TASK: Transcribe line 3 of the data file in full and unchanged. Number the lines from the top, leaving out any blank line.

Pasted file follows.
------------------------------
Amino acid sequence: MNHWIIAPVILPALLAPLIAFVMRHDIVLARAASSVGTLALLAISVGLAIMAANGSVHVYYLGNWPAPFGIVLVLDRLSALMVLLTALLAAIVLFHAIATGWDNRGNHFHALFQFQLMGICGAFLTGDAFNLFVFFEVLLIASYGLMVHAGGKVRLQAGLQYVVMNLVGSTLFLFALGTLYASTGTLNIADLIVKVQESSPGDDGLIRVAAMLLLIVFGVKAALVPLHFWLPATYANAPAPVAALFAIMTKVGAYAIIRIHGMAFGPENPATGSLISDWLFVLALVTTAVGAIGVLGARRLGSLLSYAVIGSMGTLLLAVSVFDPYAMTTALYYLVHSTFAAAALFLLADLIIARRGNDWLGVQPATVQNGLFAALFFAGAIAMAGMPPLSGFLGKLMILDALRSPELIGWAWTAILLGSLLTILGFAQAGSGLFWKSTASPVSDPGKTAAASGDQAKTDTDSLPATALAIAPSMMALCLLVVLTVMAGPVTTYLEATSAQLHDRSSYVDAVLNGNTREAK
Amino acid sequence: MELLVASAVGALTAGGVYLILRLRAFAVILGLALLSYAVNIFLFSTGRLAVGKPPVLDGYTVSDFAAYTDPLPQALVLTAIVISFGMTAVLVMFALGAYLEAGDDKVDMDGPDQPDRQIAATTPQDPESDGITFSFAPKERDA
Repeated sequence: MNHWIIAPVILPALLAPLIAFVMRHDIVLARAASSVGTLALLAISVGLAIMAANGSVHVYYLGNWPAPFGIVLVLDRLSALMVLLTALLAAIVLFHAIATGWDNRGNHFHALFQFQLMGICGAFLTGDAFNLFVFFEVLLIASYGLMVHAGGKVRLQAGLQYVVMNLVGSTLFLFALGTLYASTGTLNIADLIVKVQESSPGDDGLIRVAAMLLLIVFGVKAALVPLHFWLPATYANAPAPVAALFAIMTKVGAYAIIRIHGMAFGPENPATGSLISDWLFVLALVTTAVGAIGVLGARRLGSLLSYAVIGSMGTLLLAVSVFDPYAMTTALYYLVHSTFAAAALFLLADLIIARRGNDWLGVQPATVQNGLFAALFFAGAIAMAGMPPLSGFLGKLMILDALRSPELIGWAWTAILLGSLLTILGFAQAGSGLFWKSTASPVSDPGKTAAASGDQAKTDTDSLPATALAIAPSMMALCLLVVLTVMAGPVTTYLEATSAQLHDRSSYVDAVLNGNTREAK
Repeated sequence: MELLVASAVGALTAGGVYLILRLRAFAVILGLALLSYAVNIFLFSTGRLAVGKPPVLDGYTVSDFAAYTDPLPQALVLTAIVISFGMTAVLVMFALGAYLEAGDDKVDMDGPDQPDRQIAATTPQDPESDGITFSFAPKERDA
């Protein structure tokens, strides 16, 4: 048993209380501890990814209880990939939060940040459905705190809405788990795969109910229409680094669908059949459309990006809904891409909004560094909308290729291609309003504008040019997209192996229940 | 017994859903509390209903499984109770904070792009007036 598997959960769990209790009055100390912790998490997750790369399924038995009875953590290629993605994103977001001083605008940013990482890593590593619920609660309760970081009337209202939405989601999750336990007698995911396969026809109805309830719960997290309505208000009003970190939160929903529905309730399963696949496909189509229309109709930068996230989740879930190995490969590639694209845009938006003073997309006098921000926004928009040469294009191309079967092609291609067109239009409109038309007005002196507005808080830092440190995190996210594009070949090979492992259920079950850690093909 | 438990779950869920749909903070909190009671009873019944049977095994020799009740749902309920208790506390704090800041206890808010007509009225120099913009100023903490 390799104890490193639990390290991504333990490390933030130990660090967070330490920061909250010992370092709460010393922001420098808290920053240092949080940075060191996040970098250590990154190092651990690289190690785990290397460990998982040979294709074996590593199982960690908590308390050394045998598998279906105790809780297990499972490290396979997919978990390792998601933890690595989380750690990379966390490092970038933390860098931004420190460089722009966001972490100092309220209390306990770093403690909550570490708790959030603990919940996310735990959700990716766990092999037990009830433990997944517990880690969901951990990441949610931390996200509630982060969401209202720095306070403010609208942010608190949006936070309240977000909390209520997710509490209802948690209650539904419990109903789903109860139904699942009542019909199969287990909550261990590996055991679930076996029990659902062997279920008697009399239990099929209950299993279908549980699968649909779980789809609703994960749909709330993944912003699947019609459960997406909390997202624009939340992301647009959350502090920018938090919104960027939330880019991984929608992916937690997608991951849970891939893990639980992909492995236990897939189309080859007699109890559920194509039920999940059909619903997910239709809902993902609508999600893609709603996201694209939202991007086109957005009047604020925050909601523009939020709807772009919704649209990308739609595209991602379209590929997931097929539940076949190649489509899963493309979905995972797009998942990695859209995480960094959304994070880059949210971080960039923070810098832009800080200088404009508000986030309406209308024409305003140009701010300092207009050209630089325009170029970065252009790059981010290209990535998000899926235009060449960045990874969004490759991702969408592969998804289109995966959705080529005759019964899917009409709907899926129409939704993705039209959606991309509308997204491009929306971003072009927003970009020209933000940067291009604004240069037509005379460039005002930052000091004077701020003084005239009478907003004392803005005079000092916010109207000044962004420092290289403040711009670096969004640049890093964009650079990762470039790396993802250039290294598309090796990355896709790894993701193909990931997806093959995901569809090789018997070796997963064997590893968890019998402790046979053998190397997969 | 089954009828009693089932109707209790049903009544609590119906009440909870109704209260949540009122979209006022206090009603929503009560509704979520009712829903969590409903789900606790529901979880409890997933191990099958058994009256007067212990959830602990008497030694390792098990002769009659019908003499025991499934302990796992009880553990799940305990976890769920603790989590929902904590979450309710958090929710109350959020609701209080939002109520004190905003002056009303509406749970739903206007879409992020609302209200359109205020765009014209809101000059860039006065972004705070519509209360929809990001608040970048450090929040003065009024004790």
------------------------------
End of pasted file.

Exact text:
Repeated sequence: MNHWIIAPVILPALLAPLIAFVMRHDIVLARAASSVGTLALLAISVGLAIMAANGSVHVYYLGNWPAPFGIVLVLDRLSALMVLLTALLAAIVLFHAIATGWDNRGNHFHALFQFQLMGICGAFLTGDAFNLFVFFEVLLIASYGLMVHAGGKVRLQAGLQYVVMNLVGSTLFLFALGTLYASTGTLNIADLIVKVQESSPGDDGLIRVAAMLLLIVFGVKAALVPLHFWLPATYANAPAPVAALFAIMTKVGAYAIIRIHGMAFGPENPATGSLISDWLFVLALVTTAVGAIGVLGARRLGSLLSYAVIGSMGTLLLAVSVFDPYAMTTALYYLVHSTFAAAALFLLADLIIARRGNDWLGVQPATVQNGLFAALFFAGAIAMAGMPPLSGFLGKLMILDALRSPELIGWAWTAILLGSLLTILGFAQAGSGLFWKSTASPVSDPGKTAAASGDQAKTDTDSLPATALAIAPSMMALCLLVVLTVMAGPVTTYLEATSAQLHDRSSYVDAVLNGNTREAK